In the case of Uruguay, the alternate re-election of Tabaré Vázquez (president from 2005 to 2010), the candidate of the leftist government party (FA) is at risk. It has been losing support in the polls, from 45 percent in early 2014 to some 42-43 percent. The government that aspires to rule for the third consecutive time (after Vázquez’s own presidency was succeeded in 2010 by José Mujica), is concerned about the increasing support (32-33 percent) for the platform of Luis La Calle Pou, of the opposing National Party, PN. According to the last poll by CIFRA, an Uruguayan private polling firm, in September 24th, Vázquez has a 43 percent of the vote, La Calle Pou 33 percent and Bordaberry (Partido Colorado) 15 percent. The polls also register the increasing difficulty of the government party (FA) to obtain a majority in both chambers of Congress.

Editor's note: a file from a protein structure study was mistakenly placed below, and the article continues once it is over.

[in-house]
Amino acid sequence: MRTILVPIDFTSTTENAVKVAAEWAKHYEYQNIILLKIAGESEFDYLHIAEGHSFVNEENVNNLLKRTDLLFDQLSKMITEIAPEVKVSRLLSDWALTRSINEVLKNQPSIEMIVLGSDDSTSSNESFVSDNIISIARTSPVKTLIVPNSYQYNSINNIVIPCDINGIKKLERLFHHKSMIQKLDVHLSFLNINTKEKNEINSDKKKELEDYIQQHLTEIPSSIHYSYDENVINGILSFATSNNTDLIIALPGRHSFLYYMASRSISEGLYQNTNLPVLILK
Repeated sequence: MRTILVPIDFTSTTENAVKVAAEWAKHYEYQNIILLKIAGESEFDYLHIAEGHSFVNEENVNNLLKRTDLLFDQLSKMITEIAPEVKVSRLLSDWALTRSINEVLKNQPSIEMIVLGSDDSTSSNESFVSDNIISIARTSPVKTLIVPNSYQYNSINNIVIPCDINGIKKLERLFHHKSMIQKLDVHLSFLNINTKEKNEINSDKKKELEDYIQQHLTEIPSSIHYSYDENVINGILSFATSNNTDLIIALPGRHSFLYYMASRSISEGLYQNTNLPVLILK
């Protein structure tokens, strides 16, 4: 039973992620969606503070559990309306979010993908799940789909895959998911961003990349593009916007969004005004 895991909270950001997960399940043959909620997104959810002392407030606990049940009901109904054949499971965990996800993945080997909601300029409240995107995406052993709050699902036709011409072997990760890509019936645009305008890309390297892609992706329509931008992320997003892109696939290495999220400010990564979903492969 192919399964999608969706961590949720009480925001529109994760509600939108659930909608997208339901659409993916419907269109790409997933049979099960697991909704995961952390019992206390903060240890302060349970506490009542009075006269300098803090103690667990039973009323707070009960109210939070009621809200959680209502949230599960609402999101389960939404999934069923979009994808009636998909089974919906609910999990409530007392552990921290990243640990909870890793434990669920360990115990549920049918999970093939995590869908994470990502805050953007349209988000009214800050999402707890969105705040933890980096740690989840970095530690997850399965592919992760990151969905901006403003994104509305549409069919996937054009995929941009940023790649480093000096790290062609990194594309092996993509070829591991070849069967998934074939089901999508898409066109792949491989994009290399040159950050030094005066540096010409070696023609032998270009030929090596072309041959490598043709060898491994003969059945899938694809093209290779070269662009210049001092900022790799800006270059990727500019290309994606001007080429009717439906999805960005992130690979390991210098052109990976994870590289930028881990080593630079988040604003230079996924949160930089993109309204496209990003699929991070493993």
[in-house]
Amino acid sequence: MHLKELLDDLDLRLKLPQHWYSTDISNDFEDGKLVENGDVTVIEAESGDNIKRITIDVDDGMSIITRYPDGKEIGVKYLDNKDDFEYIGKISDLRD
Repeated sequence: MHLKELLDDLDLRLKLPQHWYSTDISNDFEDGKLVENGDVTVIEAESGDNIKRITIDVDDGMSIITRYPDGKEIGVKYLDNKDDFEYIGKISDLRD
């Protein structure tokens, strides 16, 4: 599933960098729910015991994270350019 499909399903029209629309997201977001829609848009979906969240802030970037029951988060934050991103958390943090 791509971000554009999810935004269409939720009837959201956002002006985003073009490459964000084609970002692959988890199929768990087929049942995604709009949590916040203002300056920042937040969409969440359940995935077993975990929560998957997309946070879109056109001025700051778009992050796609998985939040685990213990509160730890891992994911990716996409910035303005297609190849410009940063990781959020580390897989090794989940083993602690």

According to CIFRA these recent results show a recovery of support for FA (which reverses the decline suffered during the last two months) and the consolidation of the white party, Luis La Calle Pou, as the main challenger. A second round slated for November 30th will be required and its results, according to CIFRA’s director, are “unpredictable.”
The continued predominance of three leftist political projects will be tested in October’s presidential elections. In contrast with the Bolivian elections, the Brazilian and Uruguayan events will be highly competitive. In periods of regional economic slowdown and growing social demands, the hegemony of incumbent presidents (Rousseff) and of parties long in power (as is the case of PT, in Brazil and FA, in Uruguay) is more difficult to maintain. This explains why first round wins (such as Evo’s) are starting to be exceptional.